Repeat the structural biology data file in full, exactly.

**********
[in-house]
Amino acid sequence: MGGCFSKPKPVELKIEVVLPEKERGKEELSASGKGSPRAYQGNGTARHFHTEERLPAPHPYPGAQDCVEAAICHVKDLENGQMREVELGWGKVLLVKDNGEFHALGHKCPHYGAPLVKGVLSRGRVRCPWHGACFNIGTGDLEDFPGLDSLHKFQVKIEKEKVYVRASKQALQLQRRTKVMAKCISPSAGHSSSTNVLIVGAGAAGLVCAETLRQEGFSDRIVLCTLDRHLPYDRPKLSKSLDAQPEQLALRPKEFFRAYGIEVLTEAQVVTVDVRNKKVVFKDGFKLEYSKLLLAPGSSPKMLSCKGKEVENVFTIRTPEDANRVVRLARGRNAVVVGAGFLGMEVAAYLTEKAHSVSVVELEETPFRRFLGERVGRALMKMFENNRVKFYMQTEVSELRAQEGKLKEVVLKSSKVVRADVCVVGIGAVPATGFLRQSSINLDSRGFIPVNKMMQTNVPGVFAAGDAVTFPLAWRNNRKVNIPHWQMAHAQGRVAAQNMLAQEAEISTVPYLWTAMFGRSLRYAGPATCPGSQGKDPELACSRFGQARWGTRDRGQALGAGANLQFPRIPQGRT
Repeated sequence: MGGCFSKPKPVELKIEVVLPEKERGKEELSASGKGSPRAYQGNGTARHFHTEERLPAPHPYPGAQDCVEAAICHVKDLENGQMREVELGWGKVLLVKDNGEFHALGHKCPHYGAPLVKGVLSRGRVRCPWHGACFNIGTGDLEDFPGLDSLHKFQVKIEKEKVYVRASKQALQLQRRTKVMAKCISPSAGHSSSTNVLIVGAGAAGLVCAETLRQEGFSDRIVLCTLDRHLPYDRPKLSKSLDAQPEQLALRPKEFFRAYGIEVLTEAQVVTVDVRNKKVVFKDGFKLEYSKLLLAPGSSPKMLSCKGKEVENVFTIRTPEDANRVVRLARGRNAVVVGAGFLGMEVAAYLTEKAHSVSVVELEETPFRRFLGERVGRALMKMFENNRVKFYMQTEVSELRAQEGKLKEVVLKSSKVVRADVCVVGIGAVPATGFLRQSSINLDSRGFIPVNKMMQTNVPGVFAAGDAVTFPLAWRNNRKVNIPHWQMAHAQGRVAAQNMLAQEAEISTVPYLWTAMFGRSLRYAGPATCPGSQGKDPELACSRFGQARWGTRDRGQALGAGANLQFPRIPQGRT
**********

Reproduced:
[in-house]
Amino acid sequence: MGGCFSKPKPVELKIEVVLPEKERGKEELSASGKGSPRAYQGNGTARHFHTEERLPAPHPYPGAQDCVEAAICHVKDLENGQMREVELGWGKVLLVKDNGEFHALGHKCPHYGAPLVKGVLSRGRVRCPWHGACFNIGTGDLEDFPGLDSLHKFQVKIEKEKVYVRASKQALQLQRRTKVMAKCISPSAGHSSSTNVLIVGAGAAGLVCAETLRQEGFSDRIVLCTLDRHLPYDRPKLSKSLDAQPEQLALRPKEFFRAYGIEVLTEAQVVTVDVRNKKVVFKDGFKLEYSKLLLAPGSSPKMLSCKGKEVENVFTIRTPEDANRVVRLARGRNAVVVGAGFLGMEVAAYLTEKAHSVSVVELEETPFRRFLGERVGRALMKMFENNRVKFYMQTEVSELRAQEGKLKEVVLKSSKVVRADVCVVGIGAVPATGFLRQSSINLDSRGFIPVNKMMQTNVPGVFAAGDAVTFPLAWRNNRKVNIPHWQMAHAQGRVAAQNMLAQEAEISTVPYLWTAMFGRSLRYAGPATCPGSQGKDPELACSRFGQARWGTRDRGQALGAGANLQFPRIPQGRT
Repeated sequence: MGGCFSKPKPVELKIEVVLPEKERGKEELSASGKGSPRAYQGNGTARHFHTEERLPAPHPYPGAQDCVEAAICHVKDLENGQMREVELGWGKVLLVKDNGEFHALGHKCPHYGAPLVKGVLSRGRVRCPWHGACFNIGTGDLEDFPGLDSLHKFQVKIEKEKVYVRASKQALQLQRRTKVMAKCISPSAGHSSSTNVLIVGAGAAGLVCAETLRQEGFSDRIVLCTLDRHLPYDRPKLSKSLDAQPEQLALRPKEFFRAYGIEVLTEAQVVTVDVRNKKVVFKDGFKLEYSKLLLAPGSSPKMLSCKGKEVENVFTIRTPEDANRVVRLARGRNAVVVGAGFLGMEVAAYLTEKAHSVSVVELEETPFRRFLGERVGRALMKMFENNRVKFYMQTEVSELRAQEGKLKEVVLKSSKVVRADVCVVGIGAVPATGFLRQSSINLDSRGFIPVNKMMQTNVPGVFAAGDAVTFPLAWRNNRKVNIPHWQMAHAQGRVAAQNMLAQEAEISTVPYLWTAMFGRSLRYAGPATCPGSQGKDPELACSRFGQARWGTRDRGQALGAGANLQFPRIPQGRT